·         Structure professional development incrementally, beginning with only a modicum of content but providing opportunities to build on the initial steps.

Reading from the report:

Research has shown that professional development is best seen as a form of collaborative dialogue among educators as well as a vehicle for keeping abreast of new developments in their respective fields. Mandatory, top-down programs, where alleged experts are brought in on a one-time basis to lecture faculty and staff, are substantially less effective than brainstorming regarding new strategies and follow-up meetings to share results.

Such collaboration is inevitably enhanced by the participation of out LGBT educators and other openly LGBT members of the community, perhaps including out students from the older grades. Steps can be incremental in nature; even minor movement forward can matter greatly. Professional development can start off with items as simple and basic as an information sheet or an e-mail, expand to include guest speakers, film clips, and brainstorming regarding possible strategies, and even continue with a dialogue regarding changes in classroom pedagogy and curricular content.

Where there is confusion, there will be inconsistent or ineffective responses.  Where there is lack of communication, there will be hesitancy or avoidance.  An effective, clear staff development program for all of our staff will help clear up the confusion, and give teachers the tools to not only respond to bullying, but create a positive school climate to help prevent bullying in the first place.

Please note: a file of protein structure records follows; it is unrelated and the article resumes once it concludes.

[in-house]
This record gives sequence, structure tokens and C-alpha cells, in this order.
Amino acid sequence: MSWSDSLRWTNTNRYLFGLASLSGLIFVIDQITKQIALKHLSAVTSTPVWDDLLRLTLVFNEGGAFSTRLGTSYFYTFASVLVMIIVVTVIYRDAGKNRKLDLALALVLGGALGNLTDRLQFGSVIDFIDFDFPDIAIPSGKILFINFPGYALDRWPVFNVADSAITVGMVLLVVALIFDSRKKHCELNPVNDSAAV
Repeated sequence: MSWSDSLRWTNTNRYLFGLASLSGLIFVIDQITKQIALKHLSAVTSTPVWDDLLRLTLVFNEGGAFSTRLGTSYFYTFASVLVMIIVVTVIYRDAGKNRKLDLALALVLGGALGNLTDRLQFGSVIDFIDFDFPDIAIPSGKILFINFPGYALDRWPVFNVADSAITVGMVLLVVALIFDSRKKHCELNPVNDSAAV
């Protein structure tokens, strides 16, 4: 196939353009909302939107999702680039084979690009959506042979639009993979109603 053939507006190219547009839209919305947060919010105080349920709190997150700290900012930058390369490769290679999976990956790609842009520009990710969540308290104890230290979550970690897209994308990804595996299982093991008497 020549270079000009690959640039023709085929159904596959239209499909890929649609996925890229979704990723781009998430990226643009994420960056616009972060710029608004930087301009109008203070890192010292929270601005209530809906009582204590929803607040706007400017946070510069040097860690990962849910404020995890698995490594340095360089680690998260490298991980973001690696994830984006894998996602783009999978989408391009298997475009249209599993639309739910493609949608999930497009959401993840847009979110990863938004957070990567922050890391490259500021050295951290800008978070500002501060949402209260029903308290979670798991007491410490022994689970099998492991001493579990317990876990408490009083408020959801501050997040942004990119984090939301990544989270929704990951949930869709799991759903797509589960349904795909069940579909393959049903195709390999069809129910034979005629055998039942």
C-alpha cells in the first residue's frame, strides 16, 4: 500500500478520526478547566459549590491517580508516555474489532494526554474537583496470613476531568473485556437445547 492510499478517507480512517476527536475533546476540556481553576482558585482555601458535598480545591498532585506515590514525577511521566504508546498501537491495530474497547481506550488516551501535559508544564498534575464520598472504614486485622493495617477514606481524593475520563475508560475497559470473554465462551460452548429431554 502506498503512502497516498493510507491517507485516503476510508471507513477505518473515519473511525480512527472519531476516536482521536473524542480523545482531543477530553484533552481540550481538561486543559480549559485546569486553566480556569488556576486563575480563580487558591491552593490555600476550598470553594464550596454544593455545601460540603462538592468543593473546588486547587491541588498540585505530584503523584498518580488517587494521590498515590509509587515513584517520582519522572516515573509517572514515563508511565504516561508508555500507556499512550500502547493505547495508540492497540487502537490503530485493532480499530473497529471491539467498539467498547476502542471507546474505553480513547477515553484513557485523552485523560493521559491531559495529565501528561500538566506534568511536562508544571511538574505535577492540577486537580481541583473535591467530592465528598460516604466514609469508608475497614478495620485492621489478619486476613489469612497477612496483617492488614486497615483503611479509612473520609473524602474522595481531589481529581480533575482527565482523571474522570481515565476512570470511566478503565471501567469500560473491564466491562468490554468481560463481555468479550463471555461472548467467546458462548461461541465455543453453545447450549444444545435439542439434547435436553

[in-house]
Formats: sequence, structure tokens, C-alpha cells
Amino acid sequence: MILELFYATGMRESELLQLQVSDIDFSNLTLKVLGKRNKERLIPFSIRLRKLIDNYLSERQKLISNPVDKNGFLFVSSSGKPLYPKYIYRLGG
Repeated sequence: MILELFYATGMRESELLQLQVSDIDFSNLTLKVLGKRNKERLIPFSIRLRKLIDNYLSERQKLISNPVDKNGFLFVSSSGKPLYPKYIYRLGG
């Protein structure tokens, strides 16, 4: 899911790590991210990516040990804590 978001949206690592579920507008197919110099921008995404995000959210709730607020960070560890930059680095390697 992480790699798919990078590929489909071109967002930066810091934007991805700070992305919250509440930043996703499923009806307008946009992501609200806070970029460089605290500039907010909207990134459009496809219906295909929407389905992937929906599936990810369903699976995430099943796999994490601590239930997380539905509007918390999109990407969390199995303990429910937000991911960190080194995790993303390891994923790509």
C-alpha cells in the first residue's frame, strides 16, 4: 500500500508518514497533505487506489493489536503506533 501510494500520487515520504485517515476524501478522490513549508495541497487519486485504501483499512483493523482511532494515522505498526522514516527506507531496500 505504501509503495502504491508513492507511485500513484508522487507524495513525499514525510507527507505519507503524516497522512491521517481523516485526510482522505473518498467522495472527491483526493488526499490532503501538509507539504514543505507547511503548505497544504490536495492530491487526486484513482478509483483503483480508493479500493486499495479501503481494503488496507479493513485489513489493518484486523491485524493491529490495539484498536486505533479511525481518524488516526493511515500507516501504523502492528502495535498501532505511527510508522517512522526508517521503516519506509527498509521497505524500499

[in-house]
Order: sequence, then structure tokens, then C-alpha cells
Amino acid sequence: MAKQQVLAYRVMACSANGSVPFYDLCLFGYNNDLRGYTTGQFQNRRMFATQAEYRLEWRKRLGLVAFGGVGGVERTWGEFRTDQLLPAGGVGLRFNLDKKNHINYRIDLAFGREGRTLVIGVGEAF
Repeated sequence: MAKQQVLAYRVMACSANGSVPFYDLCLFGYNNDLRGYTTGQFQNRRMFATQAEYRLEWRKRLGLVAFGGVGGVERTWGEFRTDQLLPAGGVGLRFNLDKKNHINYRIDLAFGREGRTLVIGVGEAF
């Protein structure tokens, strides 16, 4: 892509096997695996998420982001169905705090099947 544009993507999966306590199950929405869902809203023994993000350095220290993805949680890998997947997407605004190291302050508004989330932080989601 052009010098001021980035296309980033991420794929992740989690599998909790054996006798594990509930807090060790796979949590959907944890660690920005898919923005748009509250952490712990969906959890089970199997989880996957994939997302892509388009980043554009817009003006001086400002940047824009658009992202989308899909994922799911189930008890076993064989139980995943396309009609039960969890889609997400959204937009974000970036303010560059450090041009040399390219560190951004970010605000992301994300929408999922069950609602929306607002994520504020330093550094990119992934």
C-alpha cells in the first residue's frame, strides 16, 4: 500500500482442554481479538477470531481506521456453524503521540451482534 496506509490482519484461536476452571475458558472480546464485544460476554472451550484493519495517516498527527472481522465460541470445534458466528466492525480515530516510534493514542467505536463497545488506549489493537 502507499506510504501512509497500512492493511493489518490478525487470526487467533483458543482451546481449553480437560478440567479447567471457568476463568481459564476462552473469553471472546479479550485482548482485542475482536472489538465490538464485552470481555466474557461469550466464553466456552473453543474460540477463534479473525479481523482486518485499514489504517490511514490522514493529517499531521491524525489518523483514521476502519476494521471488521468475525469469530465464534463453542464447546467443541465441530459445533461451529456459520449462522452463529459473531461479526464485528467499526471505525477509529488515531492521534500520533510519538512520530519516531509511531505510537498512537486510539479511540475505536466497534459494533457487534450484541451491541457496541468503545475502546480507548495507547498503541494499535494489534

I urge you to read the report, listen to your students, and bring us together to make a plan.

I also have a comment to students who are watching.  For all of you who have come forward to alert us to the problems we have in our school climates, thank you.  Your teachers want you to know that we hear you.  To all of our students who are suffering because of bullying or an unsupportive school environment, your teachers want you to know that we will work to make it better.

Members of the school board and all the staff here, if we address these issues openly, collaboratively, and proactively, we will make it better.  Let’s get to work.

Thank you.